Mr. Heathcoat-Amory: The hon. Gentleman raises a matter which goes a little wide of the debate. I would love to engage with him in a wider environmental debate, but that would be out of order. People are indeed fairly attached to their cars. There is much evidence that increases in fuel duties do not necessarily lead people to switch to public transport, which is perhaps what lies behind the hon. Gentleman's question. The point that I am making, and with which I do not think the hon. Gentleman would disagree, is that yes, we did have a policy of increasing fuel duty, but the reason why the new Government have raised the rate of increase and brought it forward by five months has less to do with environmental aims than with raising money.

The effect of the increase on rural areas was outlined by the hon. Member for North Tayside (Mr. Swinney), and I agree with much of what he said. I represent a rural

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area, and a car is frequently not a luxury but a necessity for people living there. We must remember that not only cars but trains and buses will be affected by the increase in duty--in other words, public transport will also be hit. I know from first-hand experience in my constituency that many people are already regretting taking at face value Labour's promise, made during the election campaign, not to raise taxes.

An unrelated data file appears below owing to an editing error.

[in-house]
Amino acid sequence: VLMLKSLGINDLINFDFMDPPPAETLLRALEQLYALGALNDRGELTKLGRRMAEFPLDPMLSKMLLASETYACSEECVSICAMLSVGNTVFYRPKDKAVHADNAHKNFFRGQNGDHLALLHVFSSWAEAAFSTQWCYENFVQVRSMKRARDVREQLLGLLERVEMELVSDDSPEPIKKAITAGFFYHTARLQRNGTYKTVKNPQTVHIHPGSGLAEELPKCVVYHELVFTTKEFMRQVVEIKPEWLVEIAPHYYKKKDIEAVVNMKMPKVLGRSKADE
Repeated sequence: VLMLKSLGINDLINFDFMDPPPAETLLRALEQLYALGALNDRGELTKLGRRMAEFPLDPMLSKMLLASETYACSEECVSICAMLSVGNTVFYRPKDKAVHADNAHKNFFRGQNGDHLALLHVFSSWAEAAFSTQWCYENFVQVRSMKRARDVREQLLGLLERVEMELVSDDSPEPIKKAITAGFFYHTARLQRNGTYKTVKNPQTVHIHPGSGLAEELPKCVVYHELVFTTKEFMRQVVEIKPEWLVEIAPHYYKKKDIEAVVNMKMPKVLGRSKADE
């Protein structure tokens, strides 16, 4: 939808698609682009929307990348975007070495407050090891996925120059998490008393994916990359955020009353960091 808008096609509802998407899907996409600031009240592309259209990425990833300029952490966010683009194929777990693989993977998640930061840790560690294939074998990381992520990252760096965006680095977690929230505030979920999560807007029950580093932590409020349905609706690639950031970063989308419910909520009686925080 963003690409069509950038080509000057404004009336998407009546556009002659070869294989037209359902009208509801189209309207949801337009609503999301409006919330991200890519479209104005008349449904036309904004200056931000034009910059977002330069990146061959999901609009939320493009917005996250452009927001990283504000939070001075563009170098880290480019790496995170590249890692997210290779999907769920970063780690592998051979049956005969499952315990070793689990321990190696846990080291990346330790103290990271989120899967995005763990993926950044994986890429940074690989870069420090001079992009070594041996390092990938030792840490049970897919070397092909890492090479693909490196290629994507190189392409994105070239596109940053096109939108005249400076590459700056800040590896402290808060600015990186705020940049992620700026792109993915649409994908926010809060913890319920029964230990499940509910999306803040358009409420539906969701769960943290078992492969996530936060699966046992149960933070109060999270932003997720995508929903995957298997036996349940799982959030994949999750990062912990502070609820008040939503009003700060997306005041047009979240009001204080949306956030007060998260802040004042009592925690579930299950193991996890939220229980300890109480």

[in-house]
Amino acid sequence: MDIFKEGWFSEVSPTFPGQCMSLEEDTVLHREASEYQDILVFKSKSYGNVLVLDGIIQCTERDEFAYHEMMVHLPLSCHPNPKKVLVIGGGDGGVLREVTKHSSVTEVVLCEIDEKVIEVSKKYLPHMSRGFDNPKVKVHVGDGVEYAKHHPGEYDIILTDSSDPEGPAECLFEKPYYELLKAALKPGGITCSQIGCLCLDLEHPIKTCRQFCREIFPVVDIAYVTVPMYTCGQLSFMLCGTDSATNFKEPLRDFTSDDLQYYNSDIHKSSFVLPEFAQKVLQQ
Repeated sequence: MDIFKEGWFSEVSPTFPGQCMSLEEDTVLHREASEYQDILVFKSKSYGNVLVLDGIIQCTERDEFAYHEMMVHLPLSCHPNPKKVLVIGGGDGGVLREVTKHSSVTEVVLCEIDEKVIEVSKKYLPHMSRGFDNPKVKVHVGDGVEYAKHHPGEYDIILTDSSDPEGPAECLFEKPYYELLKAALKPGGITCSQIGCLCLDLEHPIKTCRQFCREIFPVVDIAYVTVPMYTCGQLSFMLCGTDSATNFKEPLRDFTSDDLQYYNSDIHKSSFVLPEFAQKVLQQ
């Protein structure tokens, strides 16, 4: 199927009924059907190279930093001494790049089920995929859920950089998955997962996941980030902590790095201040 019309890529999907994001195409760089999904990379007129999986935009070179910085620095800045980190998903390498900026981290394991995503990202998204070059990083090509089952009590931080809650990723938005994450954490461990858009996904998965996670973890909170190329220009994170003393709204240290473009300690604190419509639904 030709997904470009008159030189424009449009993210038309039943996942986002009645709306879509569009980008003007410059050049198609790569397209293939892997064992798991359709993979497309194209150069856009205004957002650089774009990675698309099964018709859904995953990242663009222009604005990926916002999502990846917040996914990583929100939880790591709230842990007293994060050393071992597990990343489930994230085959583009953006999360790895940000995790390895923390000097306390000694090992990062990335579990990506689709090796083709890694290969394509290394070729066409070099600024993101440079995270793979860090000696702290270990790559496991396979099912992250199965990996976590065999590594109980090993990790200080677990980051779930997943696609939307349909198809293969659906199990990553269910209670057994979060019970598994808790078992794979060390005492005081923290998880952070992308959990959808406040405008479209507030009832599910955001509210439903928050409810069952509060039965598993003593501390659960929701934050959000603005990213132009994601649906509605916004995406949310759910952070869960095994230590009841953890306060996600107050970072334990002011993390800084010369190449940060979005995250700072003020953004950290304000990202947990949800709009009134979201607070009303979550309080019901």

The big and immediate effect of the increase is on transport, but domestic heating will also be affected. The Government have made much of the fact that they are cutting the rate of VAT on domestic fuel by 3 per cent., but the timing is interesting. That cut, modest as it is, does not come into effect until September. We discovered in Committee that there is a significant clawback of that benefit from low-income groups in particular--there will be a lower uprating of pensions and other benefits next April because of the cut in VAT. The modest benefit does not come into effect until September; why, therefore, have the Government brought forward to the date of the Budget itself the increase on heating oil which will affect many of the same people?

In summary, people are already being affected by many of the tax increases introduced by the Chancellor on Budget day. He announced 17 tax rises in general, but only one was promised in the manifesto. He did indeed promise us a windfall tax when in opposition, but when he was making plans for the windfall tax, he must have been making plans for the other 16 tax increases, including this huge extra burden on motorists and others.